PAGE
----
Wednesday, June 28, 2017

DEJA VU (1985) (Blu-ray Review)

DEJA VU (1985) 
Label: Olive Films 
Rated: R
Region Code: A
Duration: 95 Minutes 
Video: 1080p HD Widescreen (1.85:1) 
Audio: English DTS-HD MA 2.0 with Optional English Subtitles 
Director: Anthony Richmond 
Cast: Shelley Winters, Claire Bloom, Richard Kay, Frank Gatliff 

This Cannon Group reincarnation-thriller is a new one to me, never watched it before, never even heard of it, but the synopsis reminded me a bit of the Kenneth Branagh film Dead Again (1991) so I thought I'd bite, and to be honest, after watching it I feel that perhaps Branagh might nicked a bit of this for 80s obscurity for his own film, though his movie far outclasses this mess of a supernatural tinged melodrama. 

Here we have both Jaclyn Smith (Charlie's Angels) and Nigel Terry (Excalibur) in a dual roles, Terry plays author Gregory Thomas, whom at the open of the film is at the cinema with his fiancee, actress Maggie( Smith). The movie they're watching is a doc about a famous 1930's ballerina named Brooke Ashley who died in mysterious fire, along with her lover and mother. Gregory is taken by the character of Ashley (Smith, again), also commenting on the uncanny resemblance between the doomed ballerina and his actress fiancee. Afterward he cannot shake the story and decides he will take a break from writing his new novel, to the chagrin of his increasingly irritated book agent, to write a screenplay about the life and death of the ballerina. 

His new found obsession with the ballerina coincides with Maggie leaving town for a role in a new movie, with her gone he is able to throw himself into the research, beginning with scouring the public record, which only gets him so far. His research brings him into contact with a friend of Ashley's, a Russian psychic named Olga (Shelley Winters, Tentacles). Gregory comes to the realization that he is the reincarnated soul of Ashley's lover, a ballet choreographer named Michael Richardson. He is haunted by vivid dreams and remembrances of his previous life as the dancer's lover. Gregory is guided by the psychic, enabling him to travel further into his mind to explore his past life while he tries to solve the mystery of their deaths. The flashback sequences are well done, good period costuming, both Smith and Terry are decent, but it is Claire Bloom (Clash of the Titans) as Maggie's overbearing mother, driven to separate her star dancer daughter and her lover, that steals all the scenes she's in, they should have incorporated her character a lot more.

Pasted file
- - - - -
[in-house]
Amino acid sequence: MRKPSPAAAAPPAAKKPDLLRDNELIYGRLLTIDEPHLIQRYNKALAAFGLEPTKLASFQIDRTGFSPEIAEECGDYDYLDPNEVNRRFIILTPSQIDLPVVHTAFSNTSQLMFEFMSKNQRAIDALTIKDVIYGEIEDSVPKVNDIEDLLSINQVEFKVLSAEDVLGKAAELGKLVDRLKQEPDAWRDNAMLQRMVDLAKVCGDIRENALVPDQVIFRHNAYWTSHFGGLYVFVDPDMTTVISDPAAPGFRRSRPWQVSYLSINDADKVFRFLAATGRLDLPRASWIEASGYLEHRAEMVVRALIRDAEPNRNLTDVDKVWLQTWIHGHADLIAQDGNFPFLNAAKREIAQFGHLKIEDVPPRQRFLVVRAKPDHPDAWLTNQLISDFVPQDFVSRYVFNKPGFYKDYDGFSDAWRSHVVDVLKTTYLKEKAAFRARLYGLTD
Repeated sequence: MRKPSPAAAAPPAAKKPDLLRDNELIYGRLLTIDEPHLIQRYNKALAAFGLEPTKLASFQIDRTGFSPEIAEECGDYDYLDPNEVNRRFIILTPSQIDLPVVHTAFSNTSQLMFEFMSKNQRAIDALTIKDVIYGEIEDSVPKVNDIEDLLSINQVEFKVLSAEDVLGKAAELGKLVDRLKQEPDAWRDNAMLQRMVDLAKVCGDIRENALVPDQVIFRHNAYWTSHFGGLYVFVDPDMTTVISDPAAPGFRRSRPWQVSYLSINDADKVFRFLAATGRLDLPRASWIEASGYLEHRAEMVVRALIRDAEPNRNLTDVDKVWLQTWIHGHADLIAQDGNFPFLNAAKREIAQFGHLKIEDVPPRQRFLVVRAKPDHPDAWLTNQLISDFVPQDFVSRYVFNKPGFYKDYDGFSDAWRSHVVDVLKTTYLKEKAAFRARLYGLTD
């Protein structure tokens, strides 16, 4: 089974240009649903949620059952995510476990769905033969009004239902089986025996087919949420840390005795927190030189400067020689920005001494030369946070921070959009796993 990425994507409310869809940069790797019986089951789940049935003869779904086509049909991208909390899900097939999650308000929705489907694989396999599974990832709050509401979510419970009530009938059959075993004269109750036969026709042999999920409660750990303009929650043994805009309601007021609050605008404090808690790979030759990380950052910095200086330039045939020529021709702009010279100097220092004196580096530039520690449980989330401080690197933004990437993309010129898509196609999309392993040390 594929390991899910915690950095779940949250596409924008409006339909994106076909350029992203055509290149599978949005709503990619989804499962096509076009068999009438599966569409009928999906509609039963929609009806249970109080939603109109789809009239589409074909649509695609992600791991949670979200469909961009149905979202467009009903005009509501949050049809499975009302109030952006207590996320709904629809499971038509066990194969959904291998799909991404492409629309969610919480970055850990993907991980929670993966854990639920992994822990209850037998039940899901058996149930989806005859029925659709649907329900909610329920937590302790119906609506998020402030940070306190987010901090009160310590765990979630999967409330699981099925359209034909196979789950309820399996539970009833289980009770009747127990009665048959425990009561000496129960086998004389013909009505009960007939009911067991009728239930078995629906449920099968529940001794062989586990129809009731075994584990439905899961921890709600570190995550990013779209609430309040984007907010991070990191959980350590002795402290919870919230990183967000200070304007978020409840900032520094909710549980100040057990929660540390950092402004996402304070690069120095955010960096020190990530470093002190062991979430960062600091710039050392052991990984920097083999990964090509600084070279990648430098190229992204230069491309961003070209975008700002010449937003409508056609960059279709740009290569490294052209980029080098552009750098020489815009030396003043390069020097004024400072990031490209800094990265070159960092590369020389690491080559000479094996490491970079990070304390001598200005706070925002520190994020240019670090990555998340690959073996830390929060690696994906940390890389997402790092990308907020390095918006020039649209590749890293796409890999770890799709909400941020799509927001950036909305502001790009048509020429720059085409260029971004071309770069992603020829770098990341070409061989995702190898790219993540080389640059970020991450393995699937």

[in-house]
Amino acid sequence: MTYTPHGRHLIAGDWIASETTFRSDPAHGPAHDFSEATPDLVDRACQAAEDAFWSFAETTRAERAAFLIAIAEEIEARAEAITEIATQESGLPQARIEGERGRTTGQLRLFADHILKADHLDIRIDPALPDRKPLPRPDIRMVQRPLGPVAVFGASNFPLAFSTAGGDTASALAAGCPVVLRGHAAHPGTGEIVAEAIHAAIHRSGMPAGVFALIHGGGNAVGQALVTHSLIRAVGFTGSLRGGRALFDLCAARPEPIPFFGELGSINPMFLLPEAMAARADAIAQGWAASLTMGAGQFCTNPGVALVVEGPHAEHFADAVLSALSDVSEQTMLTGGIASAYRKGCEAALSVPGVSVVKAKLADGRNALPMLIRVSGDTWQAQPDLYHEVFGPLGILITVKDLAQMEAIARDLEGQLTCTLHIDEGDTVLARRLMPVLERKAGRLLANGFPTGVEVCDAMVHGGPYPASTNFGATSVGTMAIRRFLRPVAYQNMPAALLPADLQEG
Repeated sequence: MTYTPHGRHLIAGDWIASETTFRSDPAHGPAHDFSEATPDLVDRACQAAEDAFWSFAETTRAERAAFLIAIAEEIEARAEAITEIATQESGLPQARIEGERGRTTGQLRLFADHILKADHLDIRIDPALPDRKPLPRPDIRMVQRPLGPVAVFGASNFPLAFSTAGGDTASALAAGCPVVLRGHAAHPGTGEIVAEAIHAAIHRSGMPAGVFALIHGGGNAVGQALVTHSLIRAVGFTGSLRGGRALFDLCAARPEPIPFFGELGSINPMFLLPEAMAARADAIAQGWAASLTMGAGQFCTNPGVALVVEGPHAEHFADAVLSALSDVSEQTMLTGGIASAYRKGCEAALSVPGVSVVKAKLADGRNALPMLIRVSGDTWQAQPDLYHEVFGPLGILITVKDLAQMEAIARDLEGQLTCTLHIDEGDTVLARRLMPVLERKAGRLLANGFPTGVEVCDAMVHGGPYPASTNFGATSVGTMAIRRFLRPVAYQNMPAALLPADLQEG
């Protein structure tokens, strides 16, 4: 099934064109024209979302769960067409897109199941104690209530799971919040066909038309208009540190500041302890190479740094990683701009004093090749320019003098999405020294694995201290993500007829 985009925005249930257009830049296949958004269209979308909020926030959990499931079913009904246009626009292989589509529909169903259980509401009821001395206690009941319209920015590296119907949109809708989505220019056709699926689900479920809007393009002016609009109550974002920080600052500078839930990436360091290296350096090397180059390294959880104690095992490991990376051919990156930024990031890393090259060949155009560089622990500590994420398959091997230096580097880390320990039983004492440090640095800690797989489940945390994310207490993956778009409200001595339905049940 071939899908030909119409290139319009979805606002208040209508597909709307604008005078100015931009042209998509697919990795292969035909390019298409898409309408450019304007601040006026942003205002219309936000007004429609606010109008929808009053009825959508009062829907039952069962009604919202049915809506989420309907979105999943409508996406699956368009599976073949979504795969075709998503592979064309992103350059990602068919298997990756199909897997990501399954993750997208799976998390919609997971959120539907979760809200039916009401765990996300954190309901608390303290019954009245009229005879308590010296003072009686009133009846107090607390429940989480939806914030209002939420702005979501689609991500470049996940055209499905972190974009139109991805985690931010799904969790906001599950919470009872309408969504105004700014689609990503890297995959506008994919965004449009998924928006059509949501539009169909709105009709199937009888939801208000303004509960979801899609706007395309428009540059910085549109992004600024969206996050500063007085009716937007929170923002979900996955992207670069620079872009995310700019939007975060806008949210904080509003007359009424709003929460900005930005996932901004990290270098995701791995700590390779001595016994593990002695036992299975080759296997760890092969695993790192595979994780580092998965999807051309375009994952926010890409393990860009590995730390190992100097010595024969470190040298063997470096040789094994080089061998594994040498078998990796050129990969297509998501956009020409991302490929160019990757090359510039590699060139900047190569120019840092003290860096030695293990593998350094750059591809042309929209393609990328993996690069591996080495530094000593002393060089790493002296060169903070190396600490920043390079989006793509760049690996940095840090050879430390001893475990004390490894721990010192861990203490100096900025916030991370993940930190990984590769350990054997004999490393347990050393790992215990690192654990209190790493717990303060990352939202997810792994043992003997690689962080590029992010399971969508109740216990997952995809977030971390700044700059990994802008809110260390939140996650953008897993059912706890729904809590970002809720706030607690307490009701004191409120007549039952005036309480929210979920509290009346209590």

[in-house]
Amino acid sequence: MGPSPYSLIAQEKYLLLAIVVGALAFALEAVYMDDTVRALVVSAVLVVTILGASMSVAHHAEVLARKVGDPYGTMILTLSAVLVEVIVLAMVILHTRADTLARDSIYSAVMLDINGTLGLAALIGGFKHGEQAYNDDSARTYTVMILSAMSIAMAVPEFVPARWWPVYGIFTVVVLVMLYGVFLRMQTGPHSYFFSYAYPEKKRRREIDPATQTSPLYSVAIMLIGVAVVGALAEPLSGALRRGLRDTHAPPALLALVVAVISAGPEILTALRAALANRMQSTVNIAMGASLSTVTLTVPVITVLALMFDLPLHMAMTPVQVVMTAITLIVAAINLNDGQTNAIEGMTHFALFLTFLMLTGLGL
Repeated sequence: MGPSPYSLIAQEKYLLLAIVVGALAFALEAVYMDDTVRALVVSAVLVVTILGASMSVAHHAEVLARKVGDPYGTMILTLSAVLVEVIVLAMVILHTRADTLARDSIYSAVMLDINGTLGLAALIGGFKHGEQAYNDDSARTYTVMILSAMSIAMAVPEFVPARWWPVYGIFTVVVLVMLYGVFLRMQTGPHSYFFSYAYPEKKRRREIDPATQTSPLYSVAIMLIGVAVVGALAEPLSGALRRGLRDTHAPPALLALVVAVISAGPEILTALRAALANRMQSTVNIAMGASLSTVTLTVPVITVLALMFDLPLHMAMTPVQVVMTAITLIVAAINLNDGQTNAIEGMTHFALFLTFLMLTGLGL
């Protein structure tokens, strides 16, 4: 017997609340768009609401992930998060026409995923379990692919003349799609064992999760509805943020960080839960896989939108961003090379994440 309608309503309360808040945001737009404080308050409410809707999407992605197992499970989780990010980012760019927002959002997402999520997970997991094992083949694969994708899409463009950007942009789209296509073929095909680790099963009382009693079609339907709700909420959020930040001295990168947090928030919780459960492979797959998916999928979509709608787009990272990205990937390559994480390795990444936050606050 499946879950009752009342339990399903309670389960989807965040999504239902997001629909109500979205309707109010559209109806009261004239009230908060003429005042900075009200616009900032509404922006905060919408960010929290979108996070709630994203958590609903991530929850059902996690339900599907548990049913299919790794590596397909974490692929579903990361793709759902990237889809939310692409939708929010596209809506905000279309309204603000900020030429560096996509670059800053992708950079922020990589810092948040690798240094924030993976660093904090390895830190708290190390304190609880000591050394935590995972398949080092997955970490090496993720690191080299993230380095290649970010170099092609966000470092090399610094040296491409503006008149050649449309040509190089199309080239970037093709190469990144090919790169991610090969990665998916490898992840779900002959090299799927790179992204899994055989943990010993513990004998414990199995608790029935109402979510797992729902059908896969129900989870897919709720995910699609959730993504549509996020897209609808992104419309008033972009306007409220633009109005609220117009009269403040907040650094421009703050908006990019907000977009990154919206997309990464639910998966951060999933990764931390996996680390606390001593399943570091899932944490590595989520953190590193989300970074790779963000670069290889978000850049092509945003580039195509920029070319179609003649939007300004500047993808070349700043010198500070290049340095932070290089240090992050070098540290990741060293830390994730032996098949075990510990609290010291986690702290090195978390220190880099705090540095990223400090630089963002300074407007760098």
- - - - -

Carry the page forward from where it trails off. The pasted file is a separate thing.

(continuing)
As Gregory becomes more and more obsessed with what caused the fire in the 30's that took their lives his own relationship with Maggie begins to break apart, strange things begin to happen, someone kills their cat and he begins receiving threatening letters in the mail. It all leads up to some crazy reincarnation-possession love story with a decent twist and a turn right at the end. 

This is an adaptation of the novel Always, by Trevor Meldal-Johnsen, the material feels like it should have been something more, more poignant, deeper, more deftly executed but in the hands of Golan and Globus it's an odd affair, add a first time director to the mix and you have a film that lacks nuance and style. This is a reincarnation-mystery that lacks, despite a promising set-up and a nice twist at the end. The cinematography is uniformly bland, which is a shame, because Pino Donaggio (Dressed To Kill) offers up a nice lush melodramatic score that seems suited for a tragic love story, but it's a decidedly "meh" affair. 

Terry and Smith have zero chemistry, in either lifetime, and their love scenes are overly-tame, they're a miscast couple with no passion, but Terry does offer up some fun over-acting during fitful slumbers, plagued by bad dreams, wildly flailing about in his sleep, another time he is momentarily possessed while holding a locket that belonged to the ballerina, the moments is jarring and weirdly executed, ending in a weird freeze frame, it's an odd choice. Winters is fun as the heavily accented psychic, she's always a blast, and her character's penchant for vodka is probably closer to the real Winters than you could ever know, haha.   

Audio/Video: Deja Vu (1985) arrives on a bare-bones Blu-ray from Olive Films in 1080p HD framed in 1.85:1 widescreen looking rather poor in my opinion. The image is soft, colors are muted, details are obscured, the blacks are weak, there's  unpleasant artifacting, and it looks as if it's been digital-noise scrubbed to death leaving facial features looking plasticine. Not helping is the rampant use of soft focus cinematography, further robbing the image of any detail and crispness. A rather bland love scene features some awful blown out whites and contrast, ugly stuff. The DTS-HD MA 2.0 audio does the job, the romantic Pino Donaggio score sounds good, it just wasted on this movie though, never once does the movie match the passion implied in the lyrical phrasing. Optional English subtitles are offered, there are no extras on the disc. 

This reincarnation-thriller has some keen ideas floating around but there's no focus, it doesn't follow through, it's miscast and I cannot help but wonder if it had been in better hands the story could have been serviced so much better, but as it is this is just another trashy Cannon thriller, but if you're a fan of trashy thrillers at least it's now on Blu-ray.  2/5